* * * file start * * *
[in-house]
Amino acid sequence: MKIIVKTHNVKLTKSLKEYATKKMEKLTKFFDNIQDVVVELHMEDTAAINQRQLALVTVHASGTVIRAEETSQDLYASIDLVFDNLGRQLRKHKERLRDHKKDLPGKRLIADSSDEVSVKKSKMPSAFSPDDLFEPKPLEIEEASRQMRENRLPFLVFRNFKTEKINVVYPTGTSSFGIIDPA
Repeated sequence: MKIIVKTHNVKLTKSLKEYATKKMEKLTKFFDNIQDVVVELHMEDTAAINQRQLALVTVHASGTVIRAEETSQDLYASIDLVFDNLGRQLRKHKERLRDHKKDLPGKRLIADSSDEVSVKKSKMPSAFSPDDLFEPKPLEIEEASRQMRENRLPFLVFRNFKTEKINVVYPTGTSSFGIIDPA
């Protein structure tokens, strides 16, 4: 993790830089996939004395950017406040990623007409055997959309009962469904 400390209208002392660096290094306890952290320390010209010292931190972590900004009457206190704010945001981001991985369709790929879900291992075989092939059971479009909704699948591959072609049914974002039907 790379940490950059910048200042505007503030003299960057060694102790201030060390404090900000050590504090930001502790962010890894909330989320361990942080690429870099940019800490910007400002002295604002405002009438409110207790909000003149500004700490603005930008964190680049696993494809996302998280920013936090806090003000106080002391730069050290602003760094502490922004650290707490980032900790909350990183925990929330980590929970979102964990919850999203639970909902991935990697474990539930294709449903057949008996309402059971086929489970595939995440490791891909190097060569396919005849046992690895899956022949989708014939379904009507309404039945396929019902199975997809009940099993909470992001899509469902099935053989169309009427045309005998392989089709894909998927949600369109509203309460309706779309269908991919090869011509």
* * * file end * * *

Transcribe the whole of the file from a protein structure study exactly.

[in-house]
Amino acid sequence: MKIIVKTHNVKLTKSLKEYATKKMEKLTKFFDNIQDVVVELHMEDTAAINQRQLALVTVHASGTVIRAEETSQDLYASIDLVFDNLGRQLRKHKERLRDHKKDLPGKRLIADSSDEVSVKKSKMPSAFSPDDLFEPKPLEIEEASRQMRENRLPFLVFRNFKTEKINVVYPTGTSSFGIIDPA
Repeated sequence: MKIIVKTHNVKLTKSLKEYATKKMEKLTKFFDNIQDVVVELHMEDTAAINQRQLALVTVHASGTVIRAEETSQDLYASIDLVFDNLGRQLRKHKERLRDHKKDLPGKRLIADSSDEVSVKKSKMPSAFSPDDLFEPKPLEIEEASRQMRENRLPFLVFRNFKTEKINVVYPTGTSSFGIIDPA
């Protein structure tokens, strides 16, 4: 993790830089996939004395950017406040990623007409055997959309009962469904 400390209208002392660096290094306890952290320390010209010292931190972590900004009457206190704010945001981001991985369709790929879900291992075989092939059971479009909704699948591959072609049914974002039907 790379940490950059910048200042505007503030003299960057060694102790201030060390404090900000050590504090930001502790962010890894909330989320361990942080690429870099940019800490910007400002002295604002405002009438409110207790909000003149500004700490603005930008964190680049696993494809996302998280920013936090806090003000106080002391730069050290602003760094502490922004650290707490980032900790909350990183925990929330980590929970979102964990919850999203639970909902991935990697474990539930294709449903057949008996309402059971086929489970595939995440490791891909190097060569396919005849046992690895899956022949989708014939379904009507309404039945396929019902199975997809009940099993909470992001899509469902099935053989169309009427045309005998392989089709894909998927949600369109509203309460309706779309269908991919090869011509």